I once asked my first year undergraduate students to stay away from social media (including WhatsApp, Facebook, Twitter, Instagram, etc) for 24 hours and write an essay about their experience and lessons learned. I found one student's commentary particularly interesting. She said she is increasingly finding face to face communication superficial and less pleasant than communication on social media. "In my online space", she wrote, "I can afford to be myself, share my stories and the part of my life I am comfortable about sharing and keep the part I am not comfortable enough to share."
Now, social media is rapidly becoming a part of everyday cultures for young Africans. Rise in mobile telephony in Nigeria in particular, and Africa in general has boosted connection to social media. In January 2015, 76% of webpage views in Nigeria were accessed via mobile devices. With the proliferation of cheap, Asian-made smart phones, the future of social media in Africa looks even brighter. But what are the implications? Or more specifically, what are the impacts of social media revolution on the much vaunted communitarian values of Africans? Historically Africa has been seen as rich in communitarian values and dense social ties. There is also, historically, a strong oral culture in Africa – which is one of the reasons radio has over the years been the most popular medium across Africa. Indeed radio has been used as a key tool for development, peacebuilding and social transformation even in violently divided societies. There have been several successful transformational radio projects in crises states, notably Fondation Hirondelle's Radio Okapi in the DRC, Radio Miraya in South Sudan, among others. Gradually, however, radio is making way for the new world of social media. The opportunities are limitless as internet access increases along with cheaper smart phones.
Social media draws on the uniquely strong social ties in Africa. It is not uncommon to see friends and families exchange pleasantries several times a day or someone calling or texting a friend just to say 'thank you' for a favor done the previous day or even the previous week. It is also not uncommon for someone to call extended family members and friends to seek counsel concerning a decision that may appear mundane to non-Africans – such as what church to attend, where to rent a house or buy a plot of land, which school to enroll their children in, who to get married to, etc. Facebook thus provides a quasi-crowdsourcing sphere for counsel from friends, families and sometimes religious leaders. It also provides an agency for storytelling – telling personal stories and that of close others.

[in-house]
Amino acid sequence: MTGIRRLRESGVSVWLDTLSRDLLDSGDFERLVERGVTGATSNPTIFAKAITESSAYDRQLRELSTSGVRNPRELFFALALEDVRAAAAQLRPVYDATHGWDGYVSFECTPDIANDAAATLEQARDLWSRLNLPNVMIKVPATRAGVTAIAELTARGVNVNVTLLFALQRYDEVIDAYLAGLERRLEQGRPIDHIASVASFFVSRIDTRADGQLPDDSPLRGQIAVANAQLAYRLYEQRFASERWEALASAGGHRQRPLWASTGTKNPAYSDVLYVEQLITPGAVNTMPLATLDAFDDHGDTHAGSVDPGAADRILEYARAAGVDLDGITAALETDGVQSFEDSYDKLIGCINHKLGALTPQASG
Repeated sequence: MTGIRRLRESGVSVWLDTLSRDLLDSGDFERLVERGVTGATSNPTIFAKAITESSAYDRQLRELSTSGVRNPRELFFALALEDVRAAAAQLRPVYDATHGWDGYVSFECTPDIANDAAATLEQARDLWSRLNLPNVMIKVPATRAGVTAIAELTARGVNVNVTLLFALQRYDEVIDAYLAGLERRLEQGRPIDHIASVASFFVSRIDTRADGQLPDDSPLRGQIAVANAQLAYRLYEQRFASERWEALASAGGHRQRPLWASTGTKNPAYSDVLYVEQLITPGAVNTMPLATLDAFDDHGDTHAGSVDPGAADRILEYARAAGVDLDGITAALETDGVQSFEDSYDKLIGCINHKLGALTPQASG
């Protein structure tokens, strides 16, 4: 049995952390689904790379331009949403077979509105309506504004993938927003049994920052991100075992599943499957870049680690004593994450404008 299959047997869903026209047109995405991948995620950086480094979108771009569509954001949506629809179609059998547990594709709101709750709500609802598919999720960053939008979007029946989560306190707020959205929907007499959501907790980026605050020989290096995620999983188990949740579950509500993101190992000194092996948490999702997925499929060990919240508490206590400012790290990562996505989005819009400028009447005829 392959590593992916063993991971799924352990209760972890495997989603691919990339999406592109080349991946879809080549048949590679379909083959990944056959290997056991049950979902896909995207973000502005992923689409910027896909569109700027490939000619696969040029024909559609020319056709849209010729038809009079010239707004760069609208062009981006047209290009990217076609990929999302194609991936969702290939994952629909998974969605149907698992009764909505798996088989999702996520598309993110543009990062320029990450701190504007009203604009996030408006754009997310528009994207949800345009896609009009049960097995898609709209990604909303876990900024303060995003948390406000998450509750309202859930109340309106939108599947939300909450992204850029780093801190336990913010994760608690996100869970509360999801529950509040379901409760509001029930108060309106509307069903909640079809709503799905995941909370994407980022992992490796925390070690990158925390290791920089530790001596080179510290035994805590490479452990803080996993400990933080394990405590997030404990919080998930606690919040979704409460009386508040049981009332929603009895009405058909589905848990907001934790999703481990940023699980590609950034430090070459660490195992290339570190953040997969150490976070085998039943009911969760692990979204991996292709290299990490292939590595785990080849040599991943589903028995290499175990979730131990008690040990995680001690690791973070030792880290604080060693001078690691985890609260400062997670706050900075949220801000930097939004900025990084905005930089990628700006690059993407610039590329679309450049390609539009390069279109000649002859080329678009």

Gradually, but surely, social ties are moving from physical to virtual spaces in Africa. New media is not only providing a place for connecting and making friends, sharing visuals and passing on information, it is also providing a medium for self-expression for many young Africans. In a culture where young people are forced to silently submit to elders and authorities, this is significant. More importantly, social media is also providing an agency for young Africans to be more politically engaged, to form alliances and agitate for good governance and accountability from political elites.
There is a revolution going on in Africa, but it will not be reported in the local or international news tonight. Just as the new Johannes Gutenberg’s printing press in 15th century Europe unraveled the hegemony of priests and absolute monarchs, social media is opening up a new revolutionary sphere for Africa's young and vibrant population. The 2011 Arab spring and the social media-driven campaign of President Muhammadu Buhari were clues to the infinite possibilities of social media in Africa. The days of corrupt leadership and impunity in Africa are numbered. On the other hand, extremists now have more exponential tools with which they can reach out and influence multitudes. A recent research article I co-published explores how Boko Haram insurgents use the mobile phone as a force multiplier and the Nigerian military’s rather absurd response.
Dr. Jacob Udo-Udo Jacob is Chair of Multimedia/Digital Journalism at American University of Nigeria